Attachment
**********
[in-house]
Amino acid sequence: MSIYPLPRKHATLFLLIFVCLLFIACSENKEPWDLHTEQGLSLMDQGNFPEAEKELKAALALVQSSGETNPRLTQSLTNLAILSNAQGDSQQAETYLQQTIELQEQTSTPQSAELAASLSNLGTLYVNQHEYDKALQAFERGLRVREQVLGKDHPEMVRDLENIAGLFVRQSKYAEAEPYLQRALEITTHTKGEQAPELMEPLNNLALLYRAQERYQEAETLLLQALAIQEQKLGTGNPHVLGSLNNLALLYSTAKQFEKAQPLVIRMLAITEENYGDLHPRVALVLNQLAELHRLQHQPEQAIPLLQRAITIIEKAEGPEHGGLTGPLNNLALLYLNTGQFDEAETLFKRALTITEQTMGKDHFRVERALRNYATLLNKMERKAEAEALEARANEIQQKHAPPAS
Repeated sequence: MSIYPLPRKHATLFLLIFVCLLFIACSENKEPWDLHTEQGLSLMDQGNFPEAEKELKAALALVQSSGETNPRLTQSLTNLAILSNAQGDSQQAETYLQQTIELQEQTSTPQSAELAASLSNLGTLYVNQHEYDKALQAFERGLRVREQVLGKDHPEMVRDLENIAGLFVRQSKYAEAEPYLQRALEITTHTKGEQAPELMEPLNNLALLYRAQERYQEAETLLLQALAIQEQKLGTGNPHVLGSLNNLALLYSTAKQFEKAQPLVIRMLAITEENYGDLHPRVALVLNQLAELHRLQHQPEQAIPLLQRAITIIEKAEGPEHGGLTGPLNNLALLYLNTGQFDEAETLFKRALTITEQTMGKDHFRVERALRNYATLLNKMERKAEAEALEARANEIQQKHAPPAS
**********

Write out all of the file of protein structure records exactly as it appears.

[in-house]
Amino acid sequence: MSIYPLPRKHATLFLLIFVCLLFIACSENKEPWDLHTEQGLSLMDQGNFPEAEKELKAALALVQSSGETNPRLTQSLTNLAILSNAQGDSQQAETYLQQTIELQEQTSTPQSAELAASLSNLGTLYVNQHEYDKALQAFERGLRVREQVLGKDHPEMVRDLENIAGLFVRQSKYAEAEPYLQRALEITTHTKGEQAPELMEPLNNLALLYRAQERYQEAETLLLQALAIQEQKLGTGNPHVLGSLNNLALLYSTAKQFEKAQPLVIRMLAITEENYGDLHPRVALVLNQLAELHRLQHQPEQAIPLLQRAITIIEKAEGPEHGGLTGPLNNLALLYLNTGQFDEAETLFKRALTITEQTMGKDHFRVERALRNYATLLNKMERKAEAEALEARANEIQQKHAPPAS
Repeated sequence: MSIYPLPRKHATLFLLIFVCLLFIACSENKEPWDLHTEQGLSLMDQGNFPEAEKELKAALALVQSSGETNPRLTQSLTNLAILSNAQGDSQQAETYLQQTIELQEQTSTPQSAELAASLSNLGTLYVNQHEYDKALQAFERGLRVREQVLGKDHPEMVRDLENIAGLFVRQSKYAEAEPYLQRALEITTHTKGEQAPELMEPLNNLALLYRAQERYQEAETLLLQALAIQEQKLGTGNPHVLGSLNNLALLYSTAKQFEKAQPLVIRMLAITEENYGDLHPRVALVLNQLAELHRLQHQPEQAIPLLQRAITIIEKAEGPEHGGLTGPLNNLALLYLNTGQFDEAETLFKRALTITEQTMGKDHFRVERALRNYATLLNKMERKAEAEALEARANEIQQKHAPPAS